MARKET SNAPSHOT: Stock Market Edges Higher As Tech, Energy Sectors Lead Gains

By Sue Chang and Carla Mozee, MarketWatch Features Dow Jones Newswires

S&P 500's energy sector outperforms

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U.S. stocks rose moderately Friday as investors scooped up battered energy shares, and technology stocks extended their recent advance, putting the main equity benchmarks on pace to end the week with gains.

Friday's trading will be framed by FTSE Russell's annual rebalancing of indexes, (http://www.marketwatch.com/story/what-russell-index-rebalancing-means-for-the-stock-market-2017-06-23) which is among the busier trading sessions of the year when investors adjust their stock portfolios in response to index reconfiguration.

The S&P 500 rose a point to 2,435 with technology stocks up 0.7% and energy shares adding 0.3%.

The Dow Jones Industrial Average flipped between small gains and losses to fall 24 points to 21,373. The tech-heavy Nasdaq Composite Index advanced 16 points, or 0.3%, to 6,263.

The Nasdaq was on course to rise more than 1% for the week, ending a two-week run of losses. The S&P 500 and the Dow industrials were on track for slight weekly gains.

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The fact that oil prices held up well considering concerns about a continuing supply glut also helped to buoy the market, according to Peter Cardillo, chief market economist at First Standard Financial Co.

U.S. oil futures rose 27 cents, or 0.6%, to settle at $43.01 a barrel.

Bank shares were in focus after the Federal Reserve released the results of stress tests. Still, the Financial Select Sector SPDR exchange-traded fund (XLF) failed to get a lift, slipping 0.4%. The report from the Fed on the health of the banking sector (KBE) was released Thursday, and showed that all 34 banks assessed (http://www.marketwatch.com/story/fed-stress-tests-show-banks-could-withstand-a-deep-downturn-2017-06-22) have "strong" levels of capital and would be able to keep lending even during a severe recession. The second set of results, which outline which banks may return capital to investors, are due next week.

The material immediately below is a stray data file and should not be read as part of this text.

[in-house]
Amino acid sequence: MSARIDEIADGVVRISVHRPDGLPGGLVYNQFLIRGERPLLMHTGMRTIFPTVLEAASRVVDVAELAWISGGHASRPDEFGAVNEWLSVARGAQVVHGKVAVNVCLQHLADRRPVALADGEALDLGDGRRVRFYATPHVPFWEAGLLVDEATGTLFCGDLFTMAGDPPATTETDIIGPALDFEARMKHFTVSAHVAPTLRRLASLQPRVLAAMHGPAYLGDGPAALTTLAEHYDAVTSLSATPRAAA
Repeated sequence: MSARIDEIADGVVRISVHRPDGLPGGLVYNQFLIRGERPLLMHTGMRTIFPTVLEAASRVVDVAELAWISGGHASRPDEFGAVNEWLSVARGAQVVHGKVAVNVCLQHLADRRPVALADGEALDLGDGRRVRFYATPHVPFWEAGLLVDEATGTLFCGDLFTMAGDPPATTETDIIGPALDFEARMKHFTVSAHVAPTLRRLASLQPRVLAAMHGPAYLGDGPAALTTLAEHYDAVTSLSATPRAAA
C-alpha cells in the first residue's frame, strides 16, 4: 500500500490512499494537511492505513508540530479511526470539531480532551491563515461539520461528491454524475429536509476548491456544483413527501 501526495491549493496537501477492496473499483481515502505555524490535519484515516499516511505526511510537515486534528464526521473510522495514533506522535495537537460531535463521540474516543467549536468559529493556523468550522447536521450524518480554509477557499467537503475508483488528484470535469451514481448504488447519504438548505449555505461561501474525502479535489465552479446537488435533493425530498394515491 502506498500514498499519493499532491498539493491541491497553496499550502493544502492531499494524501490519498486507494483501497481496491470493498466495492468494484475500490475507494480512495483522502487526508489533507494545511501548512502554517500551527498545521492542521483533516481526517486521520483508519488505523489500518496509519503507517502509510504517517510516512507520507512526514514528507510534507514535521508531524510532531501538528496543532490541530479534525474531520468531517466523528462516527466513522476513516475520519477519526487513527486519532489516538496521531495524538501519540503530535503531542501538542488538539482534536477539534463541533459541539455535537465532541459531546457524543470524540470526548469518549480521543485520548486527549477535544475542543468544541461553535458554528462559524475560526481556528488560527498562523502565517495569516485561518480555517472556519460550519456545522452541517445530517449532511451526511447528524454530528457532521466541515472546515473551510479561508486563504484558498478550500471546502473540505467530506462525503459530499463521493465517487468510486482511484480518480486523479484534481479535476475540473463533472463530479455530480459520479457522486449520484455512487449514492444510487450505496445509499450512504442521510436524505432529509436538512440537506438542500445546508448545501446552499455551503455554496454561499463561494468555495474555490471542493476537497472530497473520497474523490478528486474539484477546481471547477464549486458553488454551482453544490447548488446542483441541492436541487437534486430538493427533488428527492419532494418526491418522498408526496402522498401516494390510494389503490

Health-care shares are down following a rally Thursday. Republican senators released a health-care bill draft (http://www.marketwatch.com/story/senate-republicans-unveil-new-health-care-bill-2017-06-22) that includes cuts to Medicaid and the elimination of penalties for people who don't buy health insurance.

"Today health-care stocks are giving back some of those gains as it looks less likely that the bill will get enough votes to pass the Senate given that four Republican senators have come out in opposition of the bill in its current form," said Kristina Hooper, global market strategist at Invesco. "This is typical of the kind of market gyrations that are likely to be seen going forward in response to the changing fortunes of the Trump legislative agenda."

Stocks had little reaction to flash purchasing managers index readings for June. IHS Markit said its services activity index fell to a three-month low of 53.0 from 53.6 in May, while the manufacturing PMI dropped to a nine-month low of 52.1 from 52.7 in May. A reading of more than 50 indicates an expansion in activity.

In other economic news, the Commerce Department said new-home sales ran at a 610,000 seasonally adjusted annual rate in May. Economists had forecast a rate of 590,000 versus 569,000 in April. See: MarketWatch's economic calendar (http://www.marketwatch.com/economy-politics/calendars/economic).

Fed speakers: St. Louis Fed President James Bullard, speaking at a convention in Nashville, said the Fed can afford to stop raising short-term interest rates (http://www.marketwatch.com/story/feds-bullard-says-time-for-fed-to-pause-on-rate-hikes-2017-06-23) and take a wait-and-see stance to see where the economy is headed and how policy debates in Washington play out in coming quarters.

Cleveland Fed President Loretta Mester, meanwhile, said the Fed must continue raising interest rates to avoid inflation getting out of hand and causing a recession, according to Reuters.

Separately, Fed Gov. Jerome Powell said at a symposium that the Fed may consider overhauling central clearing rules as the current system makes banks vulnerable to risks, Reuters reported.

Stocks in focus:BlackBerry Ltd.(BB.T) sank 12% after the software and services company swung to an unexpected quarterly profit but its sales fell short of expectations. (http://www.marketwatch.com/story/blackberrys-stock-sinks-as-surprise-profit-offset-by-sales-miss-2017-06-23)

Synchronoss Technologies Inc. shares (SNCR) surged 34% after the private-equity firm Siris Capital Group and its associates offered to purchase the cloud-services provider for $18 a share in cash.

Bed Bath & Beyond Inc. shares (BBBY) dropped more than 12% after the home furnishings and accessories retailer late Thursday posted fiscal first-quarter earnings and sales that missed expectations. (http://www.marketwatch.com/story/bed-bath-beyond-shares-tank-after-earnings-sales-miss-2017-06-22)

Portola Pharmaceuticals Inc...(PTLA) jumped 42% on reports the pharmaceutical company received approval for a anticoagulant drug.

Other markets: The ICE Dollar Index , which measures the dollar against a basket of six currencies, was off 0.3% and gold was up 0.5%.

Stock markets in Asia finished mostly higher, with the Nikkei Stock Average logging a modest gain. European stocks edged down. European Union leaders were meeting in Brussels on Friday, with Brexit a key topic one year after the U.K. voted to leave the bloc.

Read:Brexit's impact on markets and the U.K., 1 year after the vote--in charts (http://www.marketwatch.com/story/brexits-impact-on-markets-and-the-uk-one-year-after-the-vote-in-charts-2017-06-23)

(END) Dow Jones Newswires

June 23, 2017 15:35 ET (19:35 GMT)